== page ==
And quietly roll away from the table.


How to Make Three Big Messes . . .

20 Dec

. . . Out of a smallish one.

At the party on Sunday we needed some extra space for the hot food, so we unloaded what had been the microwave stand, and shoved it out of the kitchen into the dining room. I haven’t needed it a for the microwave since we remodeled the kitchen in 2013, so I’d been using it to store (i.e. pile up) cookbooks. The Squire put them in a carton and stuck it in the laundry room.

I worked at my “temp job” on Monday, so he stacked every thing on the end of the dining room table for me to sort out when I had the chance. Honestly, he was hoping I’d dispose of some of it, but I am genetically unable to toss out any sort of printed matter. Pass it along, Yes. Trash it, NO.

So now, it is spread all over the table. I tried just making stacks of things. I have cook books and pamphlets from the 20s, 30s, and 40s. A book on how to use your new electric icebox. Another on what to serve and how to manage a dinner party if you do not have a maid. Back in the day, Baltimore Gas and Electric used to have two-page giveaways, full of hints and recipes.  (I have several years worth of those, if you’d like some.) Wartime recipes from both my mum and my grandmother. Betty Crocker recipes from the 50s and 60s.  And we won’t even mention the newspaper clippings!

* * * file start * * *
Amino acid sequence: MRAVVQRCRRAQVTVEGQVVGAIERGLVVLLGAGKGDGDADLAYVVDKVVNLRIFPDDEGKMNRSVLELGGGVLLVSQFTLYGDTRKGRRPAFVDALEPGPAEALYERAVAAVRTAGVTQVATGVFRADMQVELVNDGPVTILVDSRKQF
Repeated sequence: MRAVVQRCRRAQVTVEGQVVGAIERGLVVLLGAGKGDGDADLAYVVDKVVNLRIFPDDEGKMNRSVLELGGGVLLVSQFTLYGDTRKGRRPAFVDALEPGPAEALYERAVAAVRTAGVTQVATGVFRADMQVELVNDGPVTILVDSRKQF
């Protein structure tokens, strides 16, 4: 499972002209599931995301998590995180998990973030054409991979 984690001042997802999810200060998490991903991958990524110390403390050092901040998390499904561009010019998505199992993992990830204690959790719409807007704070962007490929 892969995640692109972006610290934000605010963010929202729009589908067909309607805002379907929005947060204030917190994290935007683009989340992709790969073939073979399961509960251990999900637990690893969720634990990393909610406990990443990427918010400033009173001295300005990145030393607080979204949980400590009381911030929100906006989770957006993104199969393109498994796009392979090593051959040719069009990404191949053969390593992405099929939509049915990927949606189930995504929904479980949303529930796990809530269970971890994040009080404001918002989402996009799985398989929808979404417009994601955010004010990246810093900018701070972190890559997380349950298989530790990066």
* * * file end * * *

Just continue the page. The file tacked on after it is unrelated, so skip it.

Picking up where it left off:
The Wartime booklet is interesting. Hospitality during the war was an important way to enjoy companionship and keep up your spirits, but with butter and sugar – among other things – being rationed, it was tricky. Cakes were made with honey or corn syrup instead of sugar. Mum told me that even wedding receptions during the war were more akin to covered dish suppers than the catered affairs we think of today.

Speaking of newspapers, I found a 32-page Baltimore Sun insert from December, 1973, full of international recipes and stories from Baltimore homemakers. Bavaria, Russia, Poland, Romanian, Venezuelan, Czechoslovakia, Italy, Estonia, and the West Indies. You can gain a couple of pounds just reading this collection. Not just cookies, but meat and vegetable dishes, customs and traditions.